I really want to comment but the words keep falling away. What you said, Jeri.


  2. heidi0523 May 21, 2014 / 4:25 pm

    I am so sorry for this path you have walked. It is good you are seeing more clearly. I pray that you will continue to find what you are looking for and seeking!


  3. The Moon is a Naked Banana May 21, 2014 / 6:12 pm

    After I left home I worked for a time in a girls’ boarding school. It was our job to ensure that the girls (aged 14 – 16) did their turn on the duty roster (say, putting out laundry bags or keeping the common room tidy.) I was amazed at how hard it was to get them to do their chores. Many were the occasions when I wanted to say to a girl, ‘Young lady, at your age I was cooking meals for ten most nights, dressing, changing and feeding two babies every morning, and planning the menu for the week, and yet you can’t pick up your towel?’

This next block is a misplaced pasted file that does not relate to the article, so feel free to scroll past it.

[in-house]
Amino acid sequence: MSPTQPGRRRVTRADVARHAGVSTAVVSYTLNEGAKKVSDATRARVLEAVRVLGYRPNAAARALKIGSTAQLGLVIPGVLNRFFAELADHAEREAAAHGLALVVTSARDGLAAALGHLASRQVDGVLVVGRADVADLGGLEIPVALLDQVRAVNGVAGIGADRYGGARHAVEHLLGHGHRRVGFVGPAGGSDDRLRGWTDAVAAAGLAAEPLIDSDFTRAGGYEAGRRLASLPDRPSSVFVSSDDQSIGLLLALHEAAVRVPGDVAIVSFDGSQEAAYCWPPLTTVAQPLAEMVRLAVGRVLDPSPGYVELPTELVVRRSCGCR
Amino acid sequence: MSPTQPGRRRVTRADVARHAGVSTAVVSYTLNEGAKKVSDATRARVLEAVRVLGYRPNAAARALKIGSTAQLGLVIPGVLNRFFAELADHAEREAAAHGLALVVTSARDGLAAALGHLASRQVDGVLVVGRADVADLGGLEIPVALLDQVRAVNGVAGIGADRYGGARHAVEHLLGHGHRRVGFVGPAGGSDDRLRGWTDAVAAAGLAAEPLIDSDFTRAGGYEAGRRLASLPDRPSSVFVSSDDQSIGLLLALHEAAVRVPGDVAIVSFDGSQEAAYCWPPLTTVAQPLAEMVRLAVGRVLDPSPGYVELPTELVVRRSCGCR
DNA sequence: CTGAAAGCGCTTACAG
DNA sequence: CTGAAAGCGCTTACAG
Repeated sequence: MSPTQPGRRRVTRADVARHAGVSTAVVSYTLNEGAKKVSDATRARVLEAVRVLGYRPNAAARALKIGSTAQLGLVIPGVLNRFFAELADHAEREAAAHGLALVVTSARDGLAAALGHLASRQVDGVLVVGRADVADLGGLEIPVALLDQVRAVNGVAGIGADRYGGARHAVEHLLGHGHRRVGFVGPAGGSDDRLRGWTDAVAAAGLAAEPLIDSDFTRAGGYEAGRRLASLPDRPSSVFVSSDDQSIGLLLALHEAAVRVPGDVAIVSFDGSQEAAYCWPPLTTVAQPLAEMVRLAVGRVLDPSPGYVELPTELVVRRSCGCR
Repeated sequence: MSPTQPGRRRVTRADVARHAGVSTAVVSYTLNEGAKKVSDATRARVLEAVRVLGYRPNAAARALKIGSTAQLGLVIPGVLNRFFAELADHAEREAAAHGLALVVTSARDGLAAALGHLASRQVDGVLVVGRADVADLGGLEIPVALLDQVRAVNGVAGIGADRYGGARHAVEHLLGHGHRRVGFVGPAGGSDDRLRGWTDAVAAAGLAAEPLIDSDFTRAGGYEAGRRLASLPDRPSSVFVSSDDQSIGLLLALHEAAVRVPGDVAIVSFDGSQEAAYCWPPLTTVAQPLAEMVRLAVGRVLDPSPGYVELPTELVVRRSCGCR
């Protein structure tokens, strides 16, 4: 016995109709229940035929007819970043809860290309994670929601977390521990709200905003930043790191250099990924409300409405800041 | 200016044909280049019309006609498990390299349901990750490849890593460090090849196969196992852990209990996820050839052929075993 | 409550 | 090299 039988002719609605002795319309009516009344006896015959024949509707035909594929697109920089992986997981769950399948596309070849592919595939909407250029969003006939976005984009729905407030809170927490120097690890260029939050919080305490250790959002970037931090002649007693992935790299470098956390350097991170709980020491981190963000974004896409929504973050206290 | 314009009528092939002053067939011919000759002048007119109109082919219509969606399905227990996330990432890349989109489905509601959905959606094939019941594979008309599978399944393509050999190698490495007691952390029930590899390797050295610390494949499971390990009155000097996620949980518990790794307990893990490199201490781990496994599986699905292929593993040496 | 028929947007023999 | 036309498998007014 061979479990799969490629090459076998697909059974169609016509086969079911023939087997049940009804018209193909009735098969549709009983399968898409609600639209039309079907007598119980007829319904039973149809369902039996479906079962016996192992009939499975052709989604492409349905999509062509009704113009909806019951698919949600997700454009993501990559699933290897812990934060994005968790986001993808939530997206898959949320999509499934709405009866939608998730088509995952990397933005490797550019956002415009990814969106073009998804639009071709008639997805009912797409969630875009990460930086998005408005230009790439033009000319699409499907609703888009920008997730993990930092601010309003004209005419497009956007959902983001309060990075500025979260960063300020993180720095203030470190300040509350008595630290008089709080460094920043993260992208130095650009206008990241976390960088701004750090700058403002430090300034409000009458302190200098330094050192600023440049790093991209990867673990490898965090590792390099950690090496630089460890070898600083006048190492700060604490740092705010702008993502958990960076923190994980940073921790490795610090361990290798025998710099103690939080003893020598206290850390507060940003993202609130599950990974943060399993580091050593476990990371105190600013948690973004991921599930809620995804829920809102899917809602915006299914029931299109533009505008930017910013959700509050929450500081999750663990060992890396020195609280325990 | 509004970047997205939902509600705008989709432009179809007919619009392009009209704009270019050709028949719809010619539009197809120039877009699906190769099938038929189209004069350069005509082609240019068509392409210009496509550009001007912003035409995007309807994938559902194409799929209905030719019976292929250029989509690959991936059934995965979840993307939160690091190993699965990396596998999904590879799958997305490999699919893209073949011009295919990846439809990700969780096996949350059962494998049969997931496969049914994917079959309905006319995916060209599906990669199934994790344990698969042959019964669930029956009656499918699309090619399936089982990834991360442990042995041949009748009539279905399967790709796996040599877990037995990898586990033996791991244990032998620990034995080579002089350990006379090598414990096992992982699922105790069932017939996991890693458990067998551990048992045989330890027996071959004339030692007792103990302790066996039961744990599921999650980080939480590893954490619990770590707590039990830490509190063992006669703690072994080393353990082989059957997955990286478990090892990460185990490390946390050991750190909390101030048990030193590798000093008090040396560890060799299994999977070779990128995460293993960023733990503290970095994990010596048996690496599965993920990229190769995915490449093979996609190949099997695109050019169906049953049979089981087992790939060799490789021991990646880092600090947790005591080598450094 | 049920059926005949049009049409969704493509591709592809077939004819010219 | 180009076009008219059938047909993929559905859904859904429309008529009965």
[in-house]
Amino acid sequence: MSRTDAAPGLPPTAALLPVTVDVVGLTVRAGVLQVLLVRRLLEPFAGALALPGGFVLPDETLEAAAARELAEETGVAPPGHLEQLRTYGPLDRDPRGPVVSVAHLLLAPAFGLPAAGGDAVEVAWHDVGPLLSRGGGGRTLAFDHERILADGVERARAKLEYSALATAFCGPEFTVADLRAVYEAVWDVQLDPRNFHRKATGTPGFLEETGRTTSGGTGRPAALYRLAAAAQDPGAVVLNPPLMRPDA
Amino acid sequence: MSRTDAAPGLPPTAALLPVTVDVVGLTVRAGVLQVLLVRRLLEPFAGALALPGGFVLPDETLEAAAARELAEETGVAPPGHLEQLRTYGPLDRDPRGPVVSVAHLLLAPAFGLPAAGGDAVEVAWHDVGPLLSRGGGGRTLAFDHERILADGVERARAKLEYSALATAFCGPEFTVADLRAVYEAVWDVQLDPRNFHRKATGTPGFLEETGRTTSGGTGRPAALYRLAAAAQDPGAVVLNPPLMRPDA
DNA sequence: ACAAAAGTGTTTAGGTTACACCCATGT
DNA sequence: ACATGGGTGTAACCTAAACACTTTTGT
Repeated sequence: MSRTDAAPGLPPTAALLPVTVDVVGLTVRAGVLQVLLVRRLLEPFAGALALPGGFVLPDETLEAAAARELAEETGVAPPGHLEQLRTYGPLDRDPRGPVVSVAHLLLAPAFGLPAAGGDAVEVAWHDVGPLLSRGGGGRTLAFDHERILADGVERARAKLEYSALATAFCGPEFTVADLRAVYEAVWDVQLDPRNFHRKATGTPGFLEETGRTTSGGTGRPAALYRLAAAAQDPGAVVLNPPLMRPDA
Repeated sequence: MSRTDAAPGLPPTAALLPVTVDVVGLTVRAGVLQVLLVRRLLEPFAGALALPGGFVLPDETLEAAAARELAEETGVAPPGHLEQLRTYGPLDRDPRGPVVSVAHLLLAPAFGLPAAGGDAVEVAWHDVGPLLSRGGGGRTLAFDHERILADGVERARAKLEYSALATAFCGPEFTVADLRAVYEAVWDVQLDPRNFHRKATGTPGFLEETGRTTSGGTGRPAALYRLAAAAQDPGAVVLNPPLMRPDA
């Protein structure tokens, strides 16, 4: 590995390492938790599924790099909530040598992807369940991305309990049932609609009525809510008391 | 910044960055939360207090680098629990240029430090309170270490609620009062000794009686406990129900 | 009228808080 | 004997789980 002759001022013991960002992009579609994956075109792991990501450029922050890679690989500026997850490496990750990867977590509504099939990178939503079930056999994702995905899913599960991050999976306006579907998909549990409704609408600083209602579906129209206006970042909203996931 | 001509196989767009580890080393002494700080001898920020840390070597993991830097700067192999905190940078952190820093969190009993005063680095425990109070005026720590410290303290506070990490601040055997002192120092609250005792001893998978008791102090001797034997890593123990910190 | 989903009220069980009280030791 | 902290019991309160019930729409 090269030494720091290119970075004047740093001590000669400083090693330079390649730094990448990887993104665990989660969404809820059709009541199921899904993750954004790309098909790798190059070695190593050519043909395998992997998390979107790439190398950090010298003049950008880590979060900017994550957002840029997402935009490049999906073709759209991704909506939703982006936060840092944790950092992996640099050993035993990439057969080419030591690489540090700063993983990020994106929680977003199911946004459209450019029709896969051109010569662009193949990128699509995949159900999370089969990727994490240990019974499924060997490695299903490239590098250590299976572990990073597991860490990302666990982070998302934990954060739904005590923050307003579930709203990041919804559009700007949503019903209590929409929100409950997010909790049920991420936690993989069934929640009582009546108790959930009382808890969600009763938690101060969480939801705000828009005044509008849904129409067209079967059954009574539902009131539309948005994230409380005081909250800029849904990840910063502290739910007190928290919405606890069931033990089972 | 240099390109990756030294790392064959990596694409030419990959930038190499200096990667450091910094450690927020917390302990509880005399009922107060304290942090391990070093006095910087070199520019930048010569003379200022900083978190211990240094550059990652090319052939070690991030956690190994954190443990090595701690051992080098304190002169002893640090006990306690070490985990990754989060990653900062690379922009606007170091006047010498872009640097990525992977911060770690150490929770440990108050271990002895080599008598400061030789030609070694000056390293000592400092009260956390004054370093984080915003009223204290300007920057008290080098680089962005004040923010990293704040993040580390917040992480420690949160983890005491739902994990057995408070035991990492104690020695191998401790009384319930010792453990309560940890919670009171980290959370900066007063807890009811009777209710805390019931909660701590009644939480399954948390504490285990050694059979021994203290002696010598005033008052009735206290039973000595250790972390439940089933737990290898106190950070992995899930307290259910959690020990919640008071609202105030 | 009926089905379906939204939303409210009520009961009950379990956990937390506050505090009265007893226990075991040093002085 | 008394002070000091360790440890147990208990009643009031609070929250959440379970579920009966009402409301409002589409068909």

It gave an interesting insight into the Normal Teenager, that’s for sure 🙂
    On a side note, although I agree with all the above, I LOVED looking after my baby brothers. They are still my best friends today. I am sure this is because of the early companionship. I do strongly feels there needs to be waaaaaayyy more awareness and balance of this issue however.


  4. Rose ASL May 23, 2014 / 4:35 am

    …. “’squeaky wheel’ parenting is very common, where children are punished for being loud and only receive help when they are insistent enough to get it but not loud enough to warrant punishment.” So, so true. I was one of those “sister-moms” who objected and thought that I deserved a parent too. So I was always “rebellious” and a disappointment. Less so now. But this article right here captures so much of what I’m talking about when I say that our family had aspects of QF, and my siblings don’t understand what I mean because they only think “patriarchy” when they hear QF.


    • Meidi May 23, 2014 / 11:59 pm